A Brief History of Christmas Lights
Have you ever thought about a time, in the dim and distant past, when there were no such things as Christmas lights? What it would have been like in the days when the children would have been stumbling around in the dark if they were up and trying to find their presents at 3 am? It must have been so nice to get to stay in bed for those extra few hours.
In this article we’re going to have a brief look at how Christmas lights have become part of our tradition, and how they’ve spoiled our ability to stay in bed past 5.30 am on a Christmas morning.
As you may be aware, the first functional light bulb was invented by Thomas Edison back in 1879, but, surprisingly, it wasn’t actually used as a Christmas light until 1882. Of course, part of the reason for the slow up take of the Christmas light was the fact that not every home had electricity at that time, so the number of creative people who could put them to some sort of use was limited.
The first known person to put it to that use was Edward Johnson. Johnson was an associate of Edison, and his home was located in a part of New York that had an electrical supply in the early days.
Word of Johnson’s illuminated Christmas tree first reached the world when it was reported in “The Detroit Post and Tribune”. It seems the tree was lit with colored globes that were said to be the size of “an English walnut”. The whole tree turned, and as it turned the eighty lights would switch off and on again.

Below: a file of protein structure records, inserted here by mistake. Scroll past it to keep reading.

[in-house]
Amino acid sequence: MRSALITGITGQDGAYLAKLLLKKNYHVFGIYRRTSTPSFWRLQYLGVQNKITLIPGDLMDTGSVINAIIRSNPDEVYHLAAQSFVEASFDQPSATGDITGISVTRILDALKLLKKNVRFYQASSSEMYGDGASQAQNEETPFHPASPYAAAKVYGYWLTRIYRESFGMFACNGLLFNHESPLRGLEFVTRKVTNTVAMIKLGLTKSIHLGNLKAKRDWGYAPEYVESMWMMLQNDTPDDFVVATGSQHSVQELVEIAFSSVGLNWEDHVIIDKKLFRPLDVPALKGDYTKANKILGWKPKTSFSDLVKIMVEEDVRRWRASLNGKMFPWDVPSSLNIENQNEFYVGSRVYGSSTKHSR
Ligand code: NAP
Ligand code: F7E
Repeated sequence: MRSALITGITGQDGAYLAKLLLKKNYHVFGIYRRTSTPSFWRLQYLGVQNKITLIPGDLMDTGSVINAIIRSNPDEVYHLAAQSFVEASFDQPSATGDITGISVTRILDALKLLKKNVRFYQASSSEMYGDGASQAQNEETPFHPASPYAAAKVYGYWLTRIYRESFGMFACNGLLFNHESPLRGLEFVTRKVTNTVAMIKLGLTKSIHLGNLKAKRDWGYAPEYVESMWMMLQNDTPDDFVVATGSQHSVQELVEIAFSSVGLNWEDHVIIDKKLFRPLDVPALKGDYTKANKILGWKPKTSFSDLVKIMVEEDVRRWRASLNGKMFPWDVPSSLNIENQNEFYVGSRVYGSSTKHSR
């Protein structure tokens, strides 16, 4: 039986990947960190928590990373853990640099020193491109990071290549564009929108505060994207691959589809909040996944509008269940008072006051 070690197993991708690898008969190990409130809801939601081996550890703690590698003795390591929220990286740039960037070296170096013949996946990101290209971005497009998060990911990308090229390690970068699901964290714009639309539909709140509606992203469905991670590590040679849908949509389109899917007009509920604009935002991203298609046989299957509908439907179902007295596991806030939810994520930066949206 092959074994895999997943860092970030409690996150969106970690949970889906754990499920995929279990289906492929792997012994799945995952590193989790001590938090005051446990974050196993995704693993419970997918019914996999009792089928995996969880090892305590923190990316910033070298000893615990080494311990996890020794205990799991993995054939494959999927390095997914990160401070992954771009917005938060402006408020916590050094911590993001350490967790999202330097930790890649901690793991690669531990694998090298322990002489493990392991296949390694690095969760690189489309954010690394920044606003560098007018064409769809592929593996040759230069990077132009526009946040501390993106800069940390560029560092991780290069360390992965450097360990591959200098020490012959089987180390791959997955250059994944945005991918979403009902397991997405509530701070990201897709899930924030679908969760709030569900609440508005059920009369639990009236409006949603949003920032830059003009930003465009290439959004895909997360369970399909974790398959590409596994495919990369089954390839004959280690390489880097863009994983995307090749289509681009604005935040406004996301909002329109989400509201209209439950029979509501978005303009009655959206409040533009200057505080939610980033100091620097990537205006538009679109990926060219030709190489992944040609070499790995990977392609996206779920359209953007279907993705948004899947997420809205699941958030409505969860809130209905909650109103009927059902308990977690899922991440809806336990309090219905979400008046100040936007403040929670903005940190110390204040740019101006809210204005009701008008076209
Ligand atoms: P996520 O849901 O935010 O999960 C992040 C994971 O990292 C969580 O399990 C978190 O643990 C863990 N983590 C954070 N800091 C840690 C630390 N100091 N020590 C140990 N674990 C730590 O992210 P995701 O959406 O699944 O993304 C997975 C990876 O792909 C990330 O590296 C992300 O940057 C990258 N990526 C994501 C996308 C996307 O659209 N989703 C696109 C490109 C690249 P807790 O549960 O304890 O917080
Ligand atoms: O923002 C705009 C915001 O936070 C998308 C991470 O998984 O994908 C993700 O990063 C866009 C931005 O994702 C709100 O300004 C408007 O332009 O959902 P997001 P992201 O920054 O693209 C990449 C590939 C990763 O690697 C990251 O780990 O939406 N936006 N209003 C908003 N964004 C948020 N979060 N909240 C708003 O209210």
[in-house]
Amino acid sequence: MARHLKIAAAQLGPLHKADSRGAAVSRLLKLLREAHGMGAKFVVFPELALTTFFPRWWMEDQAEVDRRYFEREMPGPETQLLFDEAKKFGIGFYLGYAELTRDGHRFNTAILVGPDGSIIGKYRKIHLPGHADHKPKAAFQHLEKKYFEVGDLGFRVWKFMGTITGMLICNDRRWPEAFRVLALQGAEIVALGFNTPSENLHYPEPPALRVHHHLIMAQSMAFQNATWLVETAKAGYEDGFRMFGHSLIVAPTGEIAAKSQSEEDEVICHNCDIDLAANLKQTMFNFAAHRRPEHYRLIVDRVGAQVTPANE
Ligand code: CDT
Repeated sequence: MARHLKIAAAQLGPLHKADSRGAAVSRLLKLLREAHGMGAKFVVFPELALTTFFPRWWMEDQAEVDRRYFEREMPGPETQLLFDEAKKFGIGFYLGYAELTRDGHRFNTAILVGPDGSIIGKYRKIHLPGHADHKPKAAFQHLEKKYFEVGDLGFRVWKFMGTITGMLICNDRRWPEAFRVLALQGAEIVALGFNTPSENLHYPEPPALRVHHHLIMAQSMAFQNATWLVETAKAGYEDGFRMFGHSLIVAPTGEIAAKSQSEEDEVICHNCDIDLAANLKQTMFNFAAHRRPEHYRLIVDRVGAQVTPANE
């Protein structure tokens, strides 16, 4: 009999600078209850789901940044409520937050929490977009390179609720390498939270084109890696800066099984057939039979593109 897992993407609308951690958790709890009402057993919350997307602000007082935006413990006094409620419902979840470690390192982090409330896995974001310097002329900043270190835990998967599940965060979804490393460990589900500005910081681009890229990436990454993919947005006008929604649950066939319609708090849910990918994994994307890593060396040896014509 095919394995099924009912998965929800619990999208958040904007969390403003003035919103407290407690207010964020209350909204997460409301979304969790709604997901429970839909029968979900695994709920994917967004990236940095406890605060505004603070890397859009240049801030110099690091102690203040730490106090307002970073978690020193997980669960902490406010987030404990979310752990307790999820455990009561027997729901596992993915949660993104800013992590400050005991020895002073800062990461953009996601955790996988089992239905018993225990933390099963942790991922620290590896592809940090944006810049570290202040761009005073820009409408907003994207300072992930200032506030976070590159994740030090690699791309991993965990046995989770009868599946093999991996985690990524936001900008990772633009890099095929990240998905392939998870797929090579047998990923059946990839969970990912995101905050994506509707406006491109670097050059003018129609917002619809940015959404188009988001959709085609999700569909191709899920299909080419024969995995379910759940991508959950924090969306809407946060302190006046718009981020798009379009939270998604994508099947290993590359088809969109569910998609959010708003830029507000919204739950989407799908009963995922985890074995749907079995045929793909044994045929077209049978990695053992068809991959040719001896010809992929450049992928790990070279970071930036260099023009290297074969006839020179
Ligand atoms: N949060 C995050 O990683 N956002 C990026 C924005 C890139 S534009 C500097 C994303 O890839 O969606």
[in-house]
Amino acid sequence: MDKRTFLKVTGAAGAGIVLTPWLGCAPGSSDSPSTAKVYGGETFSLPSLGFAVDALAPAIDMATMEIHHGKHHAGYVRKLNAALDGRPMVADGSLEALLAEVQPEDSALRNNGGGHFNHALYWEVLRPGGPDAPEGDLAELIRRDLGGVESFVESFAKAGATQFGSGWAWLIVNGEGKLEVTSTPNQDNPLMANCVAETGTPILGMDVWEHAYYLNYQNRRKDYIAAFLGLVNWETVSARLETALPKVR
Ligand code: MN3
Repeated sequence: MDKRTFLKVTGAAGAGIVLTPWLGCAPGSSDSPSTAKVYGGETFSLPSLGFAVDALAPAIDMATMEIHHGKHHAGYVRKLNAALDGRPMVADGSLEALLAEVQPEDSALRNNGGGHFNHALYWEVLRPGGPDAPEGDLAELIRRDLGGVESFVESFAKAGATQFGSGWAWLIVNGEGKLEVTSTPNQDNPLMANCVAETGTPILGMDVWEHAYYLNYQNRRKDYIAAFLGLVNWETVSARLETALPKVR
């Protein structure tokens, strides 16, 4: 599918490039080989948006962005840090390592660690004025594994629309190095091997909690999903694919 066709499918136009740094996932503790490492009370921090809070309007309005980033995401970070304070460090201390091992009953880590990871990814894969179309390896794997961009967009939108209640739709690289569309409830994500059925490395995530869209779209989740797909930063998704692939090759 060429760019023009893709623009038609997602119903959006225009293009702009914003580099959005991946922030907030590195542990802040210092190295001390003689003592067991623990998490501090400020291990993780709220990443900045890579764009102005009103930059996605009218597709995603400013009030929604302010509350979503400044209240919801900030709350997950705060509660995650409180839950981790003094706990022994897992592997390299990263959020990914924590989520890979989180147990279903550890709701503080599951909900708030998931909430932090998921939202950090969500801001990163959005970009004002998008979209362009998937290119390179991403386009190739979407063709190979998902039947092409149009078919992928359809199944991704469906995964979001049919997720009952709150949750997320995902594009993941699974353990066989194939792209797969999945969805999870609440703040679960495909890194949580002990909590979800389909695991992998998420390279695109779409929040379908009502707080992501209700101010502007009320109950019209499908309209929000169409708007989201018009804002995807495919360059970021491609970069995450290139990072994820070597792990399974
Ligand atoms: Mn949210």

The tree turned six times per minute, and that gave the impression of the lights twinkling in a red, white, blue, white, red, and blue sequence.
A promotional brochure, published by Thomas Edison in 1890, appears to make the first reference to Christmas lights being available to buy, and it gives a few ideas on how they would look if you were to place them among flowers and garlands, as well as in pride of place on the Christmas tree.
There we have it; a brief history of Christmas lights.
In the 120 years since that brochure was first published, Christmas lights have become standard when decorating for the Christmas holidays. Since those early days the colors and shapes of lights have changed. The lights now ‘twinkle’ without having to move the actual tree, and we can put as many as we want on because of the reduced size allowed by technological advances in the bulbs being used.
You may have mixed feelings about them, but there’s no getting away from it, it just wouldn’t be Christmas without Christmas lights.